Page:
The acquisition by Konica Minolta is designed to build and expand upon the foundation established by DOIC. "Konica Minolta’s acquisition of DOIC will further enhance our leadership in the color and high volume production print markets while complementing our overall growth strategy with our independent dealers and branch network," said Jun Haraguchi, President and CEO of Konica Minolta Business Solutions U.S.A., Inc. "We’re excited about the prospects that this strategic acquisition will create, and believe the combined strength of the new organization will be beneficial to our customers, the DOIC customer base and the DOIC employee family."...

Edgeline -

When Xerox bought Global, it didn't take long for both Canon and Ricoh to pull out of the Global channel, leaving lots of locations with no support.

Canon, Kodak, Toshiba and Edgeline all appear on the front of the Danka equipment page. I would imagine that HP would love to remain on that page. Will Konica continue the relationship?

Konica Minolta's color Biz-Hubs are in the same space as the 8050/60 - we are replacing Xerox and K/M with Edgeline's all the time.

I wonder how the sales staff at the "new" Danka will respond. Everyone knows sales people are lazy and take the path of
least resistance. (I sell for a living) And if presented with prospect interested in 50ppm color, will it not be easier to direct that interest into a Konica sale over the "new and unproven" Edgeline?

Or how about learning a completely new technology to sell AND support vs selling the "zero-graphic" process as "proven" and "reliable"?

No matter what the corporate line may be, this does not bode well for the only national distribution channel for
Edgeline. Danka presented little value in the first place and now that value has been reduced even more.

But wait, maybe it is good for Edgeline - Perhaps a headline like,

"Konica Minolta buys DANKA for $240 Million - Adds Edgeline to Product Mix"

"In a stunning move, Konica Minolta and HP and announced a "partnership in understanding" opening all of Konica Minolta's existing and newer dealers access to the new CM8050/60 with Edgline technology..."

Very interesting times.




Thursday, April 1, 2010

As of Today, Edgeline is Gone: The beginning of the End Started in Vancouver

Just under three years ago, Edgeline hit the market.

At the time, all the hoopla and programs felt like a plan, a strategy - not simply wishful thinking.

Over a year ago, January 27, 2009, I reported the shuttering of the Edgeline group in Vancouver.

I knew then.

For the last 12-15 months I have been counseling clients on this development and making plans.

Last month, I installed 15 Edgelines.

Between now and the end of May, I have five for sure and another 17 possible.

HP should discontinue product (and not tell anyone) more often.

Parts and supplies will be support for five years.

From InfoTrends InfoBlog, Robert Palmer writes:

"These types of MFPs are typically leased under a click-based service contract, and HP’s reseller channel is simply not equipped to support that type of sales/service motion..."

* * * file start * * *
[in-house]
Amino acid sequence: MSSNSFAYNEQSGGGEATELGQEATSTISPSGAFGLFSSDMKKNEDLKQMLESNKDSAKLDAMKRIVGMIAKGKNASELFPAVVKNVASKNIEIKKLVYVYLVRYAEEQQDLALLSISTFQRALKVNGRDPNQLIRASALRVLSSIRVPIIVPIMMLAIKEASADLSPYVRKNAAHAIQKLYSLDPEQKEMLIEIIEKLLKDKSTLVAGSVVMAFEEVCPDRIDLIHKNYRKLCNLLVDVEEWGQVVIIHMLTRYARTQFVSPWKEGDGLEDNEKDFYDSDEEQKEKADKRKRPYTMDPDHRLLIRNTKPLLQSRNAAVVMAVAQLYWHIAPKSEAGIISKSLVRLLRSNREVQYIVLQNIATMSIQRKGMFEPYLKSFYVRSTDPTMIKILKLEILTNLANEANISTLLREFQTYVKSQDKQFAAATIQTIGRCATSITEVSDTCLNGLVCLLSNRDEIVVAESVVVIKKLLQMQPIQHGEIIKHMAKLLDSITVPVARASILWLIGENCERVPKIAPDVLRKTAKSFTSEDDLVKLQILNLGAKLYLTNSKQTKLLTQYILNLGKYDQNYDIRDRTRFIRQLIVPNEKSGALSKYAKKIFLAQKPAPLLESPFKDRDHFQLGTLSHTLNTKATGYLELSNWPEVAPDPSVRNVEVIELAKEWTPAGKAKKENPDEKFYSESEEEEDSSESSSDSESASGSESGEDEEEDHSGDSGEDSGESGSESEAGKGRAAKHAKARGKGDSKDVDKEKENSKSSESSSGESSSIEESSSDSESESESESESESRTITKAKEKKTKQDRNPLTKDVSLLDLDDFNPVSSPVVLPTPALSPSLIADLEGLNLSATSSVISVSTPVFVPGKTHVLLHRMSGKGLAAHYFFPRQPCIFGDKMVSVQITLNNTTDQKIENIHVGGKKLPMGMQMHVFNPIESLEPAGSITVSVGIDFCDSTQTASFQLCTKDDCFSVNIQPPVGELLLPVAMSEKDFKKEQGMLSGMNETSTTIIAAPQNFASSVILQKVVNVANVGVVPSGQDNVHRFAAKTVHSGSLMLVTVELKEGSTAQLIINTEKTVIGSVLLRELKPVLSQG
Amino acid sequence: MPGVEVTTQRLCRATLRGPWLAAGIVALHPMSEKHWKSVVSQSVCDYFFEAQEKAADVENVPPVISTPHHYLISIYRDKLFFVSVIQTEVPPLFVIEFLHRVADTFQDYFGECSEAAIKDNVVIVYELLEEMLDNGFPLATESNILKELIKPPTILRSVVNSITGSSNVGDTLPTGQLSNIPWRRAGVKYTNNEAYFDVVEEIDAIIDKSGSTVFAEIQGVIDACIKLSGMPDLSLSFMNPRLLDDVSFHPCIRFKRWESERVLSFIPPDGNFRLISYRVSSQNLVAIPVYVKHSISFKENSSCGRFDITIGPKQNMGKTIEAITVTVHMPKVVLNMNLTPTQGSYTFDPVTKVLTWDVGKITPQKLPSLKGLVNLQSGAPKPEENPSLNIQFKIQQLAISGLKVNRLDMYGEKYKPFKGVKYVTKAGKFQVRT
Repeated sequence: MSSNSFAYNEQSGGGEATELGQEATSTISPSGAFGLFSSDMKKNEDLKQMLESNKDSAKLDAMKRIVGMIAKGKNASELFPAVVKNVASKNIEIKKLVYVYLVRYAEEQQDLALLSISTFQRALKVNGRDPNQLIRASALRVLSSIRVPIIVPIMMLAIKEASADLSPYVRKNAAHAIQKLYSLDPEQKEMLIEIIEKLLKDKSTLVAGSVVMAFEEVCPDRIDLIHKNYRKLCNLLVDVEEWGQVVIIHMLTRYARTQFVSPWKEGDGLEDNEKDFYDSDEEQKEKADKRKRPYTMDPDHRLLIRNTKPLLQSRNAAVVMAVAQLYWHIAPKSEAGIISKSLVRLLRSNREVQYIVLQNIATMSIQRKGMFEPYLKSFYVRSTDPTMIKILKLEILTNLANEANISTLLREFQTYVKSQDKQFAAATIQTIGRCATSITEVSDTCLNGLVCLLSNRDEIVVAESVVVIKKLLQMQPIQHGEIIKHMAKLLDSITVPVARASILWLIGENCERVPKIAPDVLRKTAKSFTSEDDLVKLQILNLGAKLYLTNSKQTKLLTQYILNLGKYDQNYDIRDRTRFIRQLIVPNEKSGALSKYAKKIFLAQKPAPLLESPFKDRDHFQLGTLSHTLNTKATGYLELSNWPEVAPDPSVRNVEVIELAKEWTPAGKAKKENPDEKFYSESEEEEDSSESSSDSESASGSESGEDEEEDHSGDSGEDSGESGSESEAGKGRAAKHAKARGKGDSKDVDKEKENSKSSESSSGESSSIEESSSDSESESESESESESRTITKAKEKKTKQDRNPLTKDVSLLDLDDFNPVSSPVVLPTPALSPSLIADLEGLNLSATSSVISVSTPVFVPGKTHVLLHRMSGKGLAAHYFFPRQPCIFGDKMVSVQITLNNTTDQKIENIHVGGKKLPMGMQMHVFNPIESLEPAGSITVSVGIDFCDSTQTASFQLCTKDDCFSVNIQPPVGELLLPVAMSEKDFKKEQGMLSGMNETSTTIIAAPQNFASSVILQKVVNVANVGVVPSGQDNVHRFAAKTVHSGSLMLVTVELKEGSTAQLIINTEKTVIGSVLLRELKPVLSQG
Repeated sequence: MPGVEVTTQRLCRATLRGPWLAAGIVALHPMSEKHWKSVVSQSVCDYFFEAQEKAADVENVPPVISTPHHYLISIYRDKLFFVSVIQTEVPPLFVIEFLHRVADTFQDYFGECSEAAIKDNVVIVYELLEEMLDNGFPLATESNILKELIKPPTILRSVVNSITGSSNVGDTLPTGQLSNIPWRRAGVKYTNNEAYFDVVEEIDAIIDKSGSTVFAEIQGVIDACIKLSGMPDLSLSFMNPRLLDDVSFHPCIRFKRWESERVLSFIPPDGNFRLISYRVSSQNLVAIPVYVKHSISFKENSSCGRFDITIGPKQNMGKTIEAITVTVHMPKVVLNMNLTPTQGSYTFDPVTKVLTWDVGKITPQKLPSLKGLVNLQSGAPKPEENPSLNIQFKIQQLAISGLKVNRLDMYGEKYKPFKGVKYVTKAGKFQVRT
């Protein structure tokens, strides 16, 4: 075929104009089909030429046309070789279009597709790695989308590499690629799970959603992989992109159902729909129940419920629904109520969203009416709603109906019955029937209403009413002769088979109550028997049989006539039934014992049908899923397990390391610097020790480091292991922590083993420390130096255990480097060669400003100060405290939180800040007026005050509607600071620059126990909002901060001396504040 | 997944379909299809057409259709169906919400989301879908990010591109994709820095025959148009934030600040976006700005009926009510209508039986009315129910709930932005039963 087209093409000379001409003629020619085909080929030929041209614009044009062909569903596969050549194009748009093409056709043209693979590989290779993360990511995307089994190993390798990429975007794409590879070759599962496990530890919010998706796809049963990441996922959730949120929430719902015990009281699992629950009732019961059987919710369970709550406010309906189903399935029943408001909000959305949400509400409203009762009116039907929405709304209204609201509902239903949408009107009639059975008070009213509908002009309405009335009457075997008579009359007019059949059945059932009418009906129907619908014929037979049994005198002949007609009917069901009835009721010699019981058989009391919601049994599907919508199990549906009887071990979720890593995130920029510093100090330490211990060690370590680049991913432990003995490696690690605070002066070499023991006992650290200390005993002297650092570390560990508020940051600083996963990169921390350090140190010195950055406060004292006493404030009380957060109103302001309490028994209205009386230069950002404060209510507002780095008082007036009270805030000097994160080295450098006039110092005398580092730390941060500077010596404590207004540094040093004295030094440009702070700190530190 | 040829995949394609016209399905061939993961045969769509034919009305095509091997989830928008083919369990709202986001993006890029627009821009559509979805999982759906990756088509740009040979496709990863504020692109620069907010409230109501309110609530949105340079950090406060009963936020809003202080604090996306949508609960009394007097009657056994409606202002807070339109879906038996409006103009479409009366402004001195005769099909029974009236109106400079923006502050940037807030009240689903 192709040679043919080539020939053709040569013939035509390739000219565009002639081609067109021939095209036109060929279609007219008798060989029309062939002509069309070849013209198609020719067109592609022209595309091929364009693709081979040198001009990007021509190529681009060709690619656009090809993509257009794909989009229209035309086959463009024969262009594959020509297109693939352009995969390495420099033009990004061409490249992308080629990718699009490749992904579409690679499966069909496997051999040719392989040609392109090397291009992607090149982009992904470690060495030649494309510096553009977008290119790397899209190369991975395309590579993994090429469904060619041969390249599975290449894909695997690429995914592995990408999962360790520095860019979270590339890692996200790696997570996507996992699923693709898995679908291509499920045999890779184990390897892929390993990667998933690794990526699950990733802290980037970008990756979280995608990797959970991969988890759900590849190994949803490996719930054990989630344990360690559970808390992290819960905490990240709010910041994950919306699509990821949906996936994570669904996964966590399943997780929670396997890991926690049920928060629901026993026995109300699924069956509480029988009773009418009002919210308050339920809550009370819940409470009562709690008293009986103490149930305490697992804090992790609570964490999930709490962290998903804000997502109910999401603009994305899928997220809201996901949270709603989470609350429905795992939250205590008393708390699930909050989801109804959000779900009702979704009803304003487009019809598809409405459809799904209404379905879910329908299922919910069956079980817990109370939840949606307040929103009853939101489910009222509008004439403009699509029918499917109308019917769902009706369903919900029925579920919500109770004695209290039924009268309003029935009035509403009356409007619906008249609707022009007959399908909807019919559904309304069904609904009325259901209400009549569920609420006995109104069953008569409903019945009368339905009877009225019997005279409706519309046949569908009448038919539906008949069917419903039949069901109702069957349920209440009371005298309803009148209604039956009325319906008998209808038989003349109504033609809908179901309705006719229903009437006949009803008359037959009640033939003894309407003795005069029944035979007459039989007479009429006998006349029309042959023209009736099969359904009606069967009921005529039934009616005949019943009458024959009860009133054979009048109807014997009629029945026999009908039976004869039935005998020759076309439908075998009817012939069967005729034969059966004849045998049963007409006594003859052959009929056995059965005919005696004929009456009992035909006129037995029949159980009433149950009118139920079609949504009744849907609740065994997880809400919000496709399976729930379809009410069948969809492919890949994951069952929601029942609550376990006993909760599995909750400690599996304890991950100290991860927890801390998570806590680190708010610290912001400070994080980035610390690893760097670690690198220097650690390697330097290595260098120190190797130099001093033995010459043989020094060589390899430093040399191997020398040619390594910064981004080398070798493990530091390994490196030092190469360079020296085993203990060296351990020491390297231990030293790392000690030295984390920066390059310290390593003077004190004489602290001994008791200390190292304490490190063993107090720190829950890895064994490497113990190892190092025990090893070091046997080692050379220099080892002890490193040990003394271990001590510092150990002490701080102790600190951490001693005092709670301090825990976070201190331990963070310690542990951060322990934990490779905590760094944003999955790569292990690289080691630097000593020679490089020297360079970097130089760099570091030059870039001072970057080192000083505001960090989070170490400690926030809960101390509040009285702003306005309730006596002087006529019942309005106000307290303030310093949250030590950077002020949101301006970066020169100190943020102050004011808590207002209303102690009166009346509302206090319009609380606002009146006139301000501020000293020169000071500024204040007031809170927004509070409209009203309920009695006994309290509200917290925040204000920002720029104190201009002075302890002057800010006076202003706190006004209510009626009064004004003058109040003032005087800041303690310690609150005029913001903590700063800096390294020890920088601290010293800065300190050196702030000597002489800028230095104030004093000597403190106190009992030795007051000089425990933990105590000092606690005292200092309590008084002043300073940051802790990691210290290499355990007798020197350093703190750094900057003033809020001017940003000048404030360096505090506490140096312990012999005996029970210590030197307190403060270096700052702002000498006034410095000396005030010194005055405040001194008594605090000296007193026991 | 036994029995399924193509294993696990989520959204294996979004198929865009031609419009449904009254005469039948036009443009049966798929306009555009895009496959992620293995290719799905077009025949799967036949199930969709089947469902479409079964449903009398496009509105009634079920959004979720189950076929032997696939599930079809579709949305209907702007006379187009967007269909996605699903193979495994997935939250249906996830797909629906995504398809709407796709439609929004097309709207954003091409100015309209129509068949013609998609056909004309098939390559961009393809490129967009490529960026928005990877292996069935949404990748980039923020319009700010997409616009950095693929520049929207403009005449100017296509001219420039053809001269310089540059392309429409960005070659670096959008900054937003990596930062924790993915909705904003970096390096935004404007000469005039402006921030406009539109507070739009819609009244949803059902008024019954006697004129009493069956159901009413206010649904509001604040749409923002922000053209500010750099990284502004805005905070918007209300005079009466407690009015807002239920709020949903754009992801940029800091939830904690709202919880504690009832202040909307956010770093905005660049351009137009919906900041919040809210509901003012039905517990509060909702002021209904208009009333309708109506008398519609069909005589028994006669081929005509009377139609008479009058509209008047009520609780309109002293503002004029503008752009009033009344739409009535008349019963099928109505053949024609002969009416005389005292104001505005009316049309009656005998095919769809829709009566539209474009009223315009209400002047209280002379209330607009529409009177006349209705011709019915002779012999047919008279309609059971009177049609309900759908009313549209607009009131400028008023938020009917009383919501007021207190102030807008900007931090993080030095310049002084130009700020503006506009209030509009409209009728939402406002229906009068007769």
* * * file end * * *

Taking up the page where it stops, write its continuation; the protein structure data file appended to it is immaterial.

"...HP admitted as much when the Edgeline-based MFPs were announced, noting that the products would primarily be sold through direct engagements with large corporate accounts. The CM8050 and CM8060 served an important role for HP in its initial forray into Managed Print Services (MPS)..."

"...In short, HP does not have an adequate channel to move the volumes needed to support the Edgeline platform long term..."

That last sentence pretty much summed it up.

It was fun while it lasted, and the Edgeline technology will live on.

Today, it can be said, that HP is out of the copier business.

How much longer before HP evacuates the printing, hardware business all together?

See More Here.

Click to email me.






Wednesday, March 3, 2010

The Death Of Edgeline, Again...This Time for Real. No Really. I Mean It this Time

OK - Sorta.

As reported here back in November of 2009(The Word From Hurd: IPG Growth Includes Wal and K*Mart) , Edgeline may see the light of day, under a flashing blue light.

I can't say how official it is, but a reader informed me that the vaunted Edgeline, the Destroyer of Copiers, the New Way, will be at End of Life, April 1, 2010. Parts, supplies and support will be provided for five years.

So ends another chapter in odyssey that is HP.

And like Obama voters today, six months from now, you won't be able to find anyone willing to admit they ever heard of Condor.

In a recent WSJ article, it was stated that HP, since last year, has been quietly placing photo kiosks in WalMarts across the country. To the chagrin of Kodak. (talk about the Death of Something)


The word on the street is that HP will be providing these in all 3600 Wal*Mart stores across America. 3,600? No wonder nobody at HP returns my calls.(just kidding)

What does this have to do with Edgeline?